Salif, dance is very important in African culture. How do you feel about performing in front of a seated audience like here tonight?
Salif Keita: "It makes me want to try even harder to get the people dancing. Wherever I go, I have to get the people to dance because African music is made for dancing. Dancing comes natural to us. Whatever the occasion, Africans will dance. Our music also wants people to reflect on certain issues, it's music with a message, but it's still music to dance to."
Your latest album, 'M'Bemba', was in part recorded in your new studio in Mali. Was that a dream come true?
Salif Keita: "Absolutely! I spend a lot of time abroad, but I felt the time was right to do something in and for Mali now. I'm very happy I've built that studio, because it's not only there for my benefit, but for all the young Malian musicians looking to forward their careers."
You're one of the most well-known Malian artists, but these days you've got serious competition from people like Habib Koite or Oumou Sangare. Like them, you perform all over the planet. In your opinion, what makes Malian music so easy to identify with?
Salif Keita: "Like all other African music styles, Malian music is a very natural and very pure kind of music, and, because of all the different ethnicities and cultures living together, it's also nearly inexhaustible. Malian culture is very rich and stems from a century-old civilization. People can easily relate to natural things because they themselves are part of nature."
Translated to English, the title of the album, 'M'Bemba', means "forefather". One of your forefathers was one of the greatest figures in Malian history. I'm of course referring to the legendary Sundiata Keita who founded the Mandingo Empire. What does being a Keita still mean in today's Mali?
Salif Keita: "Mali has now become a democracy, so the name Keita is now mostly a reflection of our past history and culture."
The Keita were part of the caste of the noblemen; a caste that came with certain limitations: becoming a musician was not really a viable option for a Keita. For westerners the Malian caste system, which is similar to the Indian one, might seem a little strange. Can you explain in short how this system worked?
Salif Keita: "It was a kind of traditional democracy developed by Sundiata Keita to put an end to the various wars that were going on. To establish a balanced and peaceful society, he allocated each ethnicity a specialized task; one tribe was assigned music, another arts and crafts and another still were assigned military duties, and so on. By doing this he eradicated all discrimination and created harmony between all the different tribes in the Mandingo Empire and this already in the 13th century!"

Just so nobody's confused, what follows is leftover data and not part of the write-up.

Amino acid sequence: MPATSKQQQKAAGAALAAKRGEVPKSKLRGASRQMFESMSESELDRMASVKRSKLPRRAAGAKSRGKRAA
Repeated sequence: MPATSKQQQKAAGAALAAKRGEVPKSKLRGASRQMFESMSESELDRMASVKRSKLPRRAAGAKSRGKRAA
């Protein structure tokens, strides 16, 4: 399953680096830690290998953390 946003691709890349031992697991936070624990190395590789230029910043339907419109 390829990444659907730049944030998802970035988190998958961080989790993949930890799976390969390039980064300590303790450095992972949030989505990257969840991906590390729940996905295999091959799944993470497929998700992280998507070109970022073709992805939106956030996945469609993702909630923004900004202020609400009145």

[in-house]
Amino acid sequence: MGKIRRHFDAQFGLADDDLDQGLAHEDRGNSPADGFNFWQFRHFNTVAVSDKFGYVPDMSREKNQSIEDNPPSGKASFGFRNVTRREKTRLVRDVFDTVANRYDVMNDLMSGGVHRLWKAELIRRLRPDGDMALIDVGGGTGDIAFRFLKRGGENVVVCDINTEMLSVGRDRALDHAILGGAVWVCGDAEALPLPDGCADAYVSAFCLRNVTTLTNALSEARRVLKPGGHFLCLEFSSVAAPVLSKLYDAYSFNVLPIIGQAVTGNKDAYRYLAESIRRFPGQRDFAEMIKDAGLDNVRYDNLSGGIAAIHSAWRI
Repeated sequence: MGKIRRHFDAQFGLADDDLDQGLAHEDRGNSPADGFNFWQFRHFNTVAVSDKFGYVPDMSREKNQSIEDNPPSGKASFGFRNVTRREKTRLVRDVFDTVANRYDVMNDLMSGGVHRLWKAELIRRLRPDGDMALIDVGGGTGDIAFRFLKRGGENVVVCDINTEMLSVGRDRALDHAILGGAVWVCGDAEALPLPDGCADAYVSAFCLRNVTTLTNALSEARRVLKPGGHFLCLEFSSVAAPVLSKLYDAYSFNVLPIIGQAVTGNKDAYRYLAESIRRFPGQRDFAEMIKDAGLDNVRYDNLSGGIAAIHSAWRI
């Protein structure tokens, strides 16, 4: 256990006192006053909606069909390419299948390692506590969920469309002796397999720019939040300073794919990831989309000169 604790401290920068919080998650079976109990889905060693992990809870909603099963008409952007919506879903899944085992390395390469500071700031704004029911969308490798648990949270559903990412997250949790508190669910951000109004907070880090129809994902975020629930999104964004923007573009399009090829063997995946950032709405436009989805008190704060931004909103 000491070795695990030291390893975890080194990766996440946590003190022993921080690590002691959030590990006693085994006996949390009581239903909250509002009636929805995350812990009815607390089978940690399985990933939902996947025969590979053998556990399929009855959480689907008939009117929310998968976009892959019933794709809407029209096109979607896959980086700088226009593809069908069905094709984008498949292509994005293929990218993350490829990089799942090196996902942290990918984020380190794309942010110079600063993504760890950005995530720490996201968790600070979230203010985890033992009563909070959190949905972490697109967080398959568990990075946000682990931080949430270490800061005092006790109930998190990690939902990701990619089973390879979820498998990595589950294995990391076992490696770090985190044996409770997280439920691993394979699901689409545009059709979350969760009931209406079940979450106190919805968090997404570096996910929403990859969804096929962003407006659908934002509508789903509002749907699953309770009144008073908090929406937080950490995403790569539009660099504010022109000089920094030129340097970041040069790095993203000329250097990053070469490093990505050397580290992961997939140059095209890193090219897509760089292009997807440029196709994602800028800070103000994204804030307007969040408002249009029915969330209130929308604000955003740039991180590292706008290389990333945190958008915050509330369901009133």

Remarkably almost all of Mali's neighboring countries have had a war-torn history.
Salif Keita: "Ever since the 13th century, Mali has been a nation of peace and with the help of Allah it will hopefully remain that way."
When you did the 'Moffou' album, you also released a version with remixes of the same songs done by various artists. What inspired you to do that?
Salif Keita: "Well, making music these days means people are going to use and sample it anyway, so why not be part of that? Doing these remixes makes my music accessible to a whole new public and that's what every artist wants, no? I was really happy with that album."
This summer Bob Geldof organized his big Live 8 event. A lot of people supported the event because it focused on Africa, but critics claimed an event focusing on Africa should have featured more African artists.
Salif Keita: "(cynically) Right, but Africans are animals incapable of talking, so white people have to take their place, isn't it? It was yet another example of a big event in aid of Africa without including Africans!"
A great obstacle you've had to conquer in your life was the fact that you were born albino, a white black man so to speak. What does being born in Africa with that condition mean?
Salif Keita: "It depends a lot on local cultures and traditions, but in general we're exposed to a lot of violence and discrimination, all making life very difficult. Having this condition in Africa is not easy."
That's probably the reason why you decided to establish your own charitable organization called S.O.S. Albino. What exactly does it do?
Salif Keita: "With this organization we try to integrate albinos in society and there's also the fact that albinos are highly susceptible to skin cancer. The organization focuses on teaching albinos to reduce risk factors, thus guaranteeing them a longer and more normal life."